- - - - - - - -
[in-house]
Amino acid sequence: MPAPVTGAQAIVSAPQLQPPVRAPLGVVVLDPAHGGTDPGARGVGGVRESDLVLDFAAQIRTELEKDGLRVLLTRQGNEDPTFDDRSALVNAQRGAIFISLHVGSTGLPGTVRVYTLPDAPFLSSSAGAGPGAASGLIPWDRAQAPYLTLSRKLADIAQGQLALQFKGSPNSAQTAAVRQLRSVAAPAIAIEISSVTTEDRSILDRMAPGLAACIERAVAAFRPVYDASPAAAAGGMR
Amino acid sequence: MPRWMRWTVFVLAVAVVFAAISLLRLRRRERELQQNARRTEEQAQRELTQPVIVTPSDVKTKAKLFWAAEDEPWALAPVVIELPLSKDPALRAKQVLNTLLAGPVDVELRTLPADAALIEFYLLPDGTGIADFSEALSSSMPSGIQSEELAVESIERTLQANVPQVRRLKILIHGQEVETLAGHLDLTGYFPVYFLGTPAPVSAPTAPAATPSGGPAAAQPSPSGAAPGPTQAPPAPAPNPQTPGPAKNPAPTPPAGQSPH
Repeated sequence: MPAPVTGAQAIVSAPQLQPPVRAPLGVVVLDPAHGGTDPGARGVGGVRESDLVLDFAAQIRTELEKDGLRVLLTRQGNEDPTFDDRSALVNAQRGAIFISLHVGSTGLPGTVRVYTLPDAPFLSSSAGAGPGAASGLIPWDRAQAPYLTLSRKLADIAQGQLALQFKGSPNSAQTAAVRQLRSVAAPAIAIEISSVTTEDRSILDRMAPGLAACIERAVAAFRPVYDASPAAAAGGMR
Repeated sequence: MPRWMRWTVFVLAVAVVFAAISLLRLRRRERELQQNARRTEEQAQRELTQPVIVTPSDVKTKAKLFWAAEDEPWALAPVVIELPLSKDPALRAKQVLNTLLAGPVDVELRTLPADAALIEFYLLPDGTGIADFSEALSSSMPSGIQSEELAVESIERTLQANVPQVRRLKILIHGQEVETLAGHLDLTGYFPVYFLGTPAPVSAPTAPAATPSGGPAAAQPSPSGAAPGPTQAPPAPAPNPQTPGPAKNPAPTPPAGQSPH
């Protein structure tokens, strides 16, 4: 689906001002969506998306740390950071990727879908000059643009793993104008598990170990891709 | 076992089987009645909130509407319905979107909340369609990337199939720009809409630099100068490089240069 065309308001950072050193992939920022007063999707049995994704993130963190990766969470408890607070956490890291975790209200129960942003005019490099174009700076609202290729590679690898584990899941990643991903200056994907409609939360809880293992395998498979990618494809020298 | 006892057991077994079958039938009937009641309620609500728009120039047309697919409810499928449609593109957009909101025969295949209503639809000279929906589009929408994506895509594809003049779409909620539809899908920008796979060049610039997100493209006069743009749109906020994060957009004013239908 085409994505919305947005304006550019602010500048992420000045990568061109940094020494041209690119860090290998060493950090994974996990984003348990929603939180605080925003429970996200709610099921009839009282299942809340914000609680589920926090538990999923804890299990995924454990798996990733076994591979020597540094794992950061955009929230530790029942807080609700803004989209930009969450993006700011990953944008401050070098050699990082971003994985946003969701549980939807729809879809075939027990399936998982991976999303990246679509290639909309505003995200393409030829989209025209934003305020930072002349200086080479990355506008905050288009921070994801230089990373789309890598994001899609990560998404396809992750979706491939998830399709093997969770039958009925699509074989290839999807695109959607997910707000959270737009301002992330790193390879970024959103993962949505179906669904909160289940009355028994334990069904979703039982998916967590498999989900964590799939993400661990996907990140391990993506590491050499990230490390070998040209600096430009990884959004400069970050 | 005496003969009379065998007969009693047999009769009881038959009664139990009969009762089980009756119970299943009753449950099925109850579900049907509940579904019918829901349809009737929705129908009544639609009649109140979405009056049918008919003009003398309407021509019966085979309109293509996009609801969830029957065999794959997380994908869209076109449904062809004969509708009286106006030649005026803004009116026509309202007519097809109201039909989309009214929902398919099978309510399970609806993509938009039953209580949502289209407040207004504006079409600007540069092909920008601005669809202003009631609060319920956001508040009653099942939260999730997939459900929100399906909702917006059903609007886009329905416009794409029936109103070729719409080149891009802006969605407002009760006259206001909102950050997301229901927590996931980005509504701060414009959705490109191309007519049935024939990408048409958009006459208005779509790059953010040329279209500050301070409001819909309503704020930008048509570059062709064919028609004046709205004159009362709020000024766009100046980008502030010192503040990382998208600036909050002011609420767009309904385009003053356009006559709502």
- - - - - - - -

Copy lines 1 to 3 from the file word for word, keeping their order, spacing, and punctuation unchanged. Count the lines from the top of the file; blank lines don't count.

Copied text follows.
[in-house]
Amino acid sequence: MPAPVTGAQAIVSAPQLQPPVRAPLGVVVLDPAHGGTDPGARGVGGVRESDLVLDFAAQIRTELEKDGLRVLLTRQGNEDPTFDDRSALVNAQRGAIFISLHVGSTGLPGTVRVYTLPDAPFLSSSAGAGPGAASGLIPWDRAQAPYLTLSRKLADIAQGQLALQFKGSPNSAQTAAVRQLRSVAAPAIAIEISSVTTEDRSILDRMAPGLAACIERAVAAFRPVYDASPAAAAGGMR
Amino acid sequence: MPRWMRWTVFVLAVAVVFAAISLLRLRRRERELQQNARRTEEQAQRELTQPVIVTPSDVKTKAKLFWAAEDEPWALAPVVIELPLSKDPALRAKQVLNTLLAGPVDVELRTLPADAALIEFYLLPDGTGIADFSEALSSSMPSGIQSEELAVESIERTLQANVPQVRRLKILIHGQEVETLAGHLDLTGYFPVYFLGTPAPVSAPTAPAATPSGGPAAAQPSPSGAAPGPTQAPPAPAPNPQTPGPAKNPAPTPPAGQSPH